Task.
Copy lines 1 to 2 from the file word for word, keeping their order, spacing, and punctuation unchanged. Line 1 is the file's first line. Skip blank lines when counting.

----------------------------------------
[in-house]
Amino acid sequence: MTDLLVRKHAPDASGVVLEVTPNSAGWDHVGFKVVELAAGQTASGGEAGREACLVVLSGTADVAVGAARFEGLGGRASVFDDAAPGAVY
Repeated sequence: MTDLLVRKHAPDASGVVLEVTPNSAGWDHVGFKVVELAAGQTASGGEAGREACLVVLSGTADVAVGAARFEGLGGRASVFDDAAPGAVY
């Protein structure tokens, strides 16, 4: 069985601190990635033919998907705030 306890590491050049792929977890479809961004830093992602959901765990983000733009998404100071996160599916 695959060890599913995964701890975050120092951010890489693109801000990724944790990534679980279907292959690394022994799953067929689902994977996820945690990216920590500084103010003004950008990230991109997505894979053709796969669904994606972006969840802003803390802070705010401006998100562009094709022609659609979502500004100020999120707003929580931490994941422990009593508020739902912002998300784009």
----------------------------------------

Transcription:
[in-house]
Amino acid sequence: MTDLLVRKHAPDASGVVLEVTPNSAGWDHVGFKVVELAAGQTASGGEAGREACLVVLSGTADVAVGAARFEGLGGRASVFDDAAPGAVY